PFOA by the numbers: A widespread contamination and how it affects your health

HOOSICK FALLS, N.Y. (NEWS10) – The chemical PFOA has been found in the water in multiple Capital Region communities, and many people are wondering when does it start to affect their health.

Millions of Americans are drinking water tainted by PFOA. NEWS10 ABC reporter Rachel Yonkunas went through countless documents, traveled hundreds of miles, and spoke with experts on PFOA research on what the blood levels mean.

“You’re told not to drink your water. It happened right around the holidays. It was really difficult,” Michelle Baker, of Hoosick, said. “And then a couple months later you’ve got your toddler with a basket of crayons and a coloring book having their blood drawn to see if there’s anything wrong with them.”

Baker’s world flipped seven months ago. The day before Thanksgiving, the village of Hoosick Falls learned its water wasn’t safe to drink, and it had been contaminated for who knows how long.

“There are times that you want to sit and cry because you don’t know,” she said. “My daughter is born and raised on PFOA. This went in her baby bottle. What do you do? What answers are there?”

RELATED: PFOA crisis in the Capital Region

NEWS10 traveled 133 miles to get answers and tracked down an expert whose research on PFOA is used by all major health organizations, including the U.S. Environmental Protection Agency.

Dr. David Savitz is Vice President of Research for Brown University in Rhode Island. He’s also a member of the C8 Science Panel.

Dr. Savitz is tasked with scrutinizing PFOA as part of a settlement agreement with DuPont, a company in the mid-Atlantic, which emitted PFOA since the 1950s.

The C8 Science Panel wrapped its eight-year study in 2013. It determined high levels of PFOA increase a person’s risk of getting one of six diseases: diagnosed high cholesterol, ulcerative colitis, thyroid disease, testicular cancer, kidney cancer, and pregnancy-induced hypertension.

Dr. Savitz said the scale of contamination was shocking. It affected 69,000 people in the mid-Ohio Valley. Those effected all lived near DuPont’s plant in West Virginia.

pfoa by the numbers

“We realized early on that this was a situation worth of careful attention and research where it was entirely plausible that there could be a serious public health disaster,” he said.

NEWS10 went through hundreds of pages of documents from the EPA and found PFOA is detected in 94 public drinking water systems across 27 states.

Those states are Alabama, Arizona, California, Colorado, Delaware, Florida, Georgia, Illinois, Kentucky, Maryland, Massachusetts, Minnesota, New Hampshire, New Jersey, New York, North Carolina, Ohio, Oklahoma, Pennsylvania, Rhode Island, South Carolina, Tennessee, Texas, Virginia, Washington, Wisconsin, and West Virginia.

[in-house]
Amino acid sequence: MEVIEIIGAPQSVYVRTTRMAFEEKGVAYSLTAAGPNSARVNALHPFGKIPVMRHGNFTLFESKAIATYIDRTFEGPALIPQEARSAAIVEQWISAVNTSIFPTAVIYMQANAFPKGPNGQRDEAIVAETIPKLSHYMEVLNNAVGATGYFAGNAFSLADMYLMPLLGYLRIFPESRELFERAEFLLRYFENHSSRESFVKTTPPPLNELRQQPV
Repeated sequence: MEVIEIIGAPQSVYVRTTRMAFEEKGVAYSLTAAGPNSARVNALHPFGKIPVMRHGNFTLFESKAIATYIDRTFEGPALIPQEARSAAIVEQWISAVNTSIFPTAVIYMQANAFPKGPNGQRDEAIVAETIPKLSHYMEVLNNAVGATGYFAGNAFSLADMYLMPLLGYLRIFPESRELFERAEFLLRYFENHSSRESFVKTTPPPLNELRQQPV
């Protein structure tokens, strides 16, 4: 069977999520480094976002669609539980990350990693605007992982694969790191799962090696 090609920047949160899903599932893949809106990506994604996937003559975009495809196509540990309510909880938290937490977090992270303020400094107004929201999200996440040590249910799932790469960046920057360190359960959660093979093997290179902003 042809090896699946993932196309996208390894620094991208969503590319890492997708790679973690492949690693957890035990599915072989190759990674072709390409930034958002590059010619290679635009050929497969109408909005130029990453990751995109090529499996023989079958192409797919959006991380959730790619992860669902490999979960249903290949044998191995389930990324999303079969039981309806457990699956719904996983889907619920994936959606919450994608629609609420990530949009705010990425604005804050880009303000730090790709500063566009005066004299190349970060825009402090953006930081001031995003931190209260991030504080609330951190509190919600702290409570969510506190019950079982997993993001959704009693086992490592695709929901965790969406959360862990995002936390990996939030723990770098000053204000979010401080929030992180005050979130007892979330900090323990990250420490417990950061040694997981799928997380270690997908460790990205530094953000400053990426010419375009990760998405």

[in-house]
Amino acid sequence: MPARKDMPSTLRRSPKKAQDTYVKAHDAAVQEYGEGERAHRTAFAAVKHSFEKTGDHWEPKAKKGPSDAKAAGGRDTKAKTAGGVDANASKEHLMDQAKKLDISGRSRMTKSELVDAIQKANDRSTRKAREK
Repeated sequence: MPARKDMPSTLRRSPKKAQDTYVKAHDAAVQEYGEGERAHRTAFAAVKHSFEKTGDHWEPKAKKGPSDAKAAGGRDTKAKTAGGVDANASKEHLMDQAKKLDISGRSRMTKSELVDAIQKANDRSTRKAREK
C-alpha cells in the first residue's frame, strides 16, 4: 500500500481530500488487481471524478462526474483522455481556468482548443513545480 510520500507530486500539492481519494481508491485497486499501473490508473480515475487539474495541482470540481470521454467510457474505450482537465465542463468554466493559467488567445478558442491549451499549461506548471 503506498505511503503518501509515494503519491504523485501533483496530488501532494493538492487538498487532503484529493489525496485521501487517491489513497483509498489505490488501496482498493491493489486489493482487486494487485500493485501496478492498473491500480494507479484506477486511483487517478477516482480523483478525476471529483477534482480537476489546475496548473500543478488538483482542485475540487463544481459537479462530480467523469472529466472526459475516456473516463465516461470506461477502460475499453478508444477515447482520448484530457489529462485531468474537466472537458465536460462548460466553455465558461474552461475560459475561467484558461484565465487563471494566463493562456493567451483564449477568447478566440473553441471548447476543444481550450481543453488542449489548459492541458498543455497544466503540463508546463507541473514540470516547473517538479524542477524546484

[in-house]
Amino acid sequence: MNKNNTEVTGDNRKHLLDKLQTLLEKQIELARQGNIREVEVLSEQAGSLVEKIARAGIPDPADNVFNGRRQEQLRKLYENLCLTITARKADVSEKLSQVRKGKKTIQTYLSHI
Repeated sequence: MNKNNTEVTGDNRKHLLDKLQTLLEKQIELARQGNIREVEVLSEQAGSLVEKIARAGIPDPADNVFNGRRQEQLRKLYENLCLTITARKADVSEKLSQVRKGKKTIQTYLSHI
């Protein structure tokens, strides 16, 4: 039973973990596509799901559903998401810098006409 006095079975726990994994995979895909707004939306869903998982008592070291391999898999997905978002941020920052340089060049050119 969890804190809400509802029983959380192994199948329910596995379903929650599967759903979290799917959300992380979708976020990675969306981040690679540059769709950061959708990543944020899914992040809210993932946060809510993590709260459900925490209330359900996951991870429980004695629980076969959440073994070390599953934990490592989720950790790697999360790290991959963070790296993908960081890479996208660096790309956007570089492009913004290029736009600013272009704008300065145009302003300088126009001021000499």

The documents also state PFOA is affecting 6,560,087 Americans.

Digging deeper NEWS10 found 174,000 New Yorkers are currently drinking PFOA contaminated water. That number does not include the millions of private wells that may also be contaminated.

new york and pfoa

In addition, only 800 public wells serving less than 10,000 people were selected at random meaning the majority of villages and small towns weren’t tested – areas many manufacturing sites call home like Petersburgh and Hoosick Falls.

“There’s really no substitute for the blood levels,” Dr. Savitz said. “They tell you, absolutely with certainty, what they’re exposed to.”

Dr. Savitz said the average person has four parts per billion of PFOA in their blood. He said when levels start to exceed 84ppb, the risk of getting the six previously mentioned diseases gets much higher.

“Even in the face of a high degree of uncertainty about health effects, its plausible enough, it’s credible, it’s quite possible,” he said. “There are some adverse health effects and that may be enough to say we should get it out of the environment.”

In Hoosick Falls and Petersburgh, many people are still waiting for their blood test results. Baker is keeping tabs of deadlines in a journal.

pfoa health problems

She started the journal in December 2015 when the state publicly addressed the environmental crisis, which was 15 months after officials already knew it had hit her small town.

“There’s been people that have had cancers,” she said. “There are people that are very sick in this town, and there are people who have died. It can keep you up at night.”

The New York State Department of Health initially said it would take two months for the blood test results to come back, which would have made the deadline last week.

Rachel spoke with Gov. Andrew Cuomo’s office Thursday afternoon. They said the NYS DOH has received all of the results that have been taken so far.

The results are being packaged and stamped and will be mailed out to homeowners Friday morning.

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